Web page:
I love station wagons, and have owned several—a Volvo 122S, a Plymouth Valiant—and right now I’m interested in acquiring another—perhaps a Saab or one of those cool Audi allroads?
Thinking about my old cars got me on the weird wagon track. Even better than owning a production “estate” (that’s the British term) is coming across a rare conversion. This happened to me during my car hunter days, when I came across a round-body 1950s Mercedes Ponton that was made into a wagon by the German firm Binz.
C’mon, look at that thing! You’re not going to see another one coming down the road, even in Germany. The Binz conversions were mostly to 180 and 190 diesel models, and most were run into the ground. The green example I found was stored inside, and not too bad. The owner wouldn’t sell, but 20 years later it came up for sale, still at the same location and much the worse for wear.
In the coachbuilt era, which ended in the early 1950s, cars had separate chassis so the body could be custom ordered, and often was. Want a 12-passenger LaSalle woody wagon to pick up new arrivals and take them to their hunting lodge? Our guess is that’s it below. All the classic coachbuilders are gone now, so this kind of conversion would be very expensive.
Here are some other rare-as-hen’s-teeth station wagons. Ambulance and hearse conversions don’t count:
Cadillac Fleetwood wagon. Yes, it’s obvious that this “Cadillac” started life as a 1996 Buick Roadmaster estate wagon, of which plenty were made. But whoever converted this car did it right. The front clip of the Caddy doesn’t just bolt on, says Barnfinds.com, but it fits pretty well in this case.
Plus the Cadillac dashboard was used—no mean feat grafting that on—and all the appropriate badging. The seats are stock Buick, though. If you’re interested, the asking price is $11,000.
Pontiac GTO wagon. Silly concept, right? But it’s not so bad in the metal, and it would be practical, too. I found a bunch of GTO wagons, but this two-tone 1964, with a four-speed manual and 400-cubic-inch V-8, is my favorite. It was sold at the Barrett-Jackson auction in Las Vegas seven years ago. Where is it now?
Mustang wagon. The first one of these is this 1965, which came about when ad exec Barney Clark, designer Robert Cumberford and car nut Jim Licata thought they could make some money marketing two-door wagons. They sent a new car to Intermeccanica in Italy (where custom bodywork was cheap). The tailgate was hinged at the bottom, the rear seats folded, and the back window was retractable—just like in a real wagon.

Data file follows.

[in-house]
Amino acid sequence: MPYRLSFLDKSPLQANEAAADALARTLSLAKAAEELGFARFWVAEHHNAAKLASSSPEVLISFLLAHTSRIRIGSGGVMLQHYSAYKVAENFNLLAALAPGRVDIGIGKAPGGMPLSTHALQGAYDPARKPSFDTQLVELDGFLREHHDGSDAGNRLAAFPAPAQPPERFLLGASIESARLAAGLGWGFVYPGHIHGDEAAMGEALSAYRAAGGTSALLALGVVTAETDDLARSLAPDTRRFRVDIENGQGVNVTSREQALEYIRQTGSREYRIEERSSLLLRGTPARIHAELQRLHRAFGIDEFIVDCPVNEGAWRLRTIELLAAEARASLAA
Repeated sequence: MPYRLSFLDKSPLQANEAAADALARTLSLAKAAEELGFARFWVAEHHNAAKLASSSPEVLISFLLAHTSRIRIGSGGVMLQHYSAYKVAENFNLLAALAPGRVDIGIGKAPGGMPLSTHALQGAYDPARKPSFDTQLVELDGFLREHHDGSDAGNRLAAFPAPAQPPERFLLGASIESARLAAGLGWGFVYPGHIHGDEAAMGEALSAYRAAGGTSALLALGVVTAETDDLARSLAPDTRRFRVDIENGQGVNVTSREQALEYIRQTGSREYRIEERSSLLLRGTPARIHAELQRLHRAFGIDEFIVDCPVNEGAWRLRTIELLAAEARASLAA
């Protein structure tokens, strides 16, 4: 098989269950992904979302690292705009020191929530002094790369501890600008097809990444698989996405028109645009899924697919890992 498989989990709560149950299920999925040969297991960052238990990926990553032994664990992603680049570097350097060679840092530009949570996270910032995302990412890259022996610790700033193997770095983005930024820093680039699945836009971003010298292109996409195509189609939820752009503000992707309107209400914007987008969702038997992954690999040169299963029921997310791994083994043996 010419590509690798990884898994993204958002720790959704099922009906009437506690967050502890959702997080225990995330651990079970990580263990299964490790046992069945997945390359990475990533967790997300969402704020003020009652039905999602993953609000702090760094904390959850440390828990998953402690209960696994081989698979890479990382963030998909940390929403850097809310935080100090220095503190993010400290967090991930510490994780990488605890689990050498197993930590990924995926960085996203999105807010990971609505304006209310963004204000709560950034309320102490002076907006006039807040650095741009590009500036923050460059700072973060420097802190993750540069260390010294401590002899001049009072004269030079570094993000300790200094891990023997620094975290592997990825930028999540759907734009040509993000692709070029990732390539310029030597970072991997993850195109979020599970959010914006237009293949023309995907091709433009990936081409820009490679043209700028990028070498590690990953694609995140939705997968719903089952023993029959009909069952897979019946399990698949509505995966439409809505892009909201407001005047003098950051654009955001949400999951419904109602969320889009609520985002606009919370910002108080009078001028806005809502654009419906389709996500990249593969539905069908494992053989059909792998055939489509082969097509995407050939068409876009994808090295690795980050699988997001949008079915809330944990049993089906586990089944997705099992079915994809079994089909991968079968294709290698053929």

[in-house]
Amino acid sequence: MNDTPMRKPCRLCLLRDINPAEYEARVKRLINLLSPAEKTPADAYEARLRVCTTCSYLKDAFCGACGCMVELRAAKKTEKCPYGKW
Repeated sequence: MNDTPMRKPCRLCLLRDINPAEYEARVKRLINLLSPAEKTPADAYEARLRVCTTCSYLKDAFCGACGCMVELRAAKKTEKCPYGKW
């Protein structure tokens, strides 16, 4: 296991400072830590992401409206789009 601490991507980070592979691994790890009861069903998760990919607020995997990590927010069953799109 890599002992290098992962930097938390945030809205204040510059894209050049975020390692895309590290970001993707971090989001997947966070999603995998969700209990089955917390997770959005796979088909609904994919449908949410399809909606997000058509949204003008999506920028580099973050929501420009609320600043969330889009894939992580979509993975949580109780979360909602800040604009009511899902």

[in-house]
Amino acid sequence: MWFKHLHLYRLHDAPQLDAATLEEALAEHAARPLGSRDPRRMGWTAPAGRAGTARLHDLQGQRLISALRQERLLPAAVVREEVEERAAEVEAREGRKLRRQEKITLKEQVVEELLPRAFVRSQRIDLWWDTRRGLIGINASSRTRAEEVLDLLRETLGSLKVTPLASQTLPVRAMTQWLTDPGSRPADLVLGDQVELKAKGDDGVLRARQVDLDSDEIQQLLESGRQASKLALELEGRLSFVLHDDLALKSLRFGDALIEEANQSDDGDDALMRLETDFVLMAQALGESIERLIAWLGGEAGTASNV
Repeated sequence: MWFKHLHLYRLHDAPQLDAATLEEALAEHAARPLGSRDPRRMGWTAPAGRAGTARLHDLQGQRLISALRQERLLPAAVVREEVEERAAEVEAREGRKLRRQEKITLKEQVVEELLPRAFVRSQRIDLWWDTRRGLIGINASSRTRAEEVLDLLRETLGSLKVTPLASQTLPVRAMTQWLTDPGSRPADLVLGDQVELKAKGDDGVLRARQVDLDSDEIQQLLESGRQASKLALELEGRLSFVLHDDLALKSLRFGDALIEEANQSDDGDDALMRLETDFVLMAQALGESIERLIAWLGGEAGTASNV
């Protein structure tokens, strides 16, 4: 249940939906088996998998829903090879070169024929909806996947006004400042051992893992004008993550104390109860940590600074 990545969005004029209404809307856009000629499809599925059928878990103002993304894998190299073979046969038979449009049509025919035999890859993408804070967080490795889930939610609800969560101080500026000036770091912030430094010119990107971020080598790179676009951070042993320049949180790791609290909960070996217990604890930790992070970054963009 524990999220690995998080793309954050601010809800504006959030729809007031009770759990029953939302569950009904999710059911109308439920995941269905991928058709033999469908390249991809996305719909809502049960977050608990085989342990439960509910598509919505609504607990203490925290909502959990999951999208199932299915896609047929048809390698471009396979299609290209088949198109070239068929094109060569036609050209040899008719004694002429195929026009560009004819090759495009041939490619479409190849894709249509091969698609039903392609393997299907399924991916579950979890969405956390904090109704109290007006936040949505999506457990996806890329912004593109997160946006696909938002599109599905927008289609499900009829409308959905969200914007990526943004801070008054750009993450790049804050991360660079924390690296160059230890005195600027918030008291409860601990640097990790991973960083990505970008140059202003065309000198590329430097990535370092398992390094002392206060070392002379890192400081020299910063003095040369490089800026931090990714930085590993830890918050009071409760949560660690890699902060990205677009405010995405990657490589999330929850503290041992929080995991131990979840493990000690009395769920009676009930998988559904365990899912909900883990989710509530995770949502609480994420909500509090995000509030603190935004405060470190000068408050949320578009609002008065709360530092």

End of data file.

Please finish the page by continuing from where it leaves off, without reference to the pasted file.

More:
The production plans never happened, but other people also caught the Mustang wagon bug. The “Sport Wagon” above, a 1967 I think, was spotted at Classic Remise in Berlin, Germany. It’s a pretty neat job, and reminds me of the Pinto wagons that would come later.
T-Bird wagon. The work of Idaho Falls resident Lyman Dye, this creation is known as the Vista-Bird, built from the marriage of a 1962 Thunderbird coupe with a 1965 Oldsmobile Vista-Cruiser wagon. It really works well, I think, though the Plexiglas rear window (with Pinto hinges!) seems a bit crude. The seats are out of a 1978 Plymouth Sapporo.
The same Vista Cruiser idea went into creating this 1971 Dodge Challenger wagon, but the results aren’t as pleasing.
Corvette wagon. There are many, many such conversions, and they mostly look terrible. The Corvette curves just don’t sit well with a squared off wagon back. This one, which is based on a modern ‘Vette (with ’53 styling cues), is the best I’ve seen.
Interestingly enough, GM actually did conceive of a wagon, and build the Chevrolet Corvette Nomad for the 1954 General Motors Motorama at the Waldorf Astoria in New York. Sensibly, it was based on a sedan chassis, not on the Corvette itself. This is the only Corvette that six people could sit in. And the rear seat, folded. The next year, the Bel-Air Nomad debuted.
Aston Martin wagon. Back to Europe, there were a number of conversions on Aston Martin chassis, upholding the tradition of the British “shooting brake” (used for hunting on the big estates). There are some ugly ones, and none are good enough to look like factory products, but this 1967 DB6—built for racing great Innes Ireland—comes close. It was built by Panelcraft in London, and became a daily driver, providing fast Continental touring across Europe. Cruising at 120 mph was possible. The car has been advertised for $500,000.
My favorite conversion, which I’ll never be able to afford, is a one-off built from a 1957 Mercedes-Benz 300C. The car was created in period for Caroline Ryan, a scion of the American Tobacco Company fortune. The New York resident needed a wagon to get her to her yacht (formerly owned by Harold Vanderbilt) in Palm Beach, Florida. Our old friends at Binz stepped in, and they built this extremely elegant wagon. It has a red leather interior, a two-piece rear hatch and multi-level luggage compartments.
With such a heavy body, this wagon is undoubtedly on the leisurely side. I’ve driven a standard 300C, and (despite sharing a motor with the 300SL sports car) it’s no fireball, taking 17 seconds to achieve 60 mph.
The great fun of wagon spotting is finding and photographing cars that never left the factory as grocery getters, but do that duty now. A GTO wagon for getting to the Cub Scout meeting? Why not?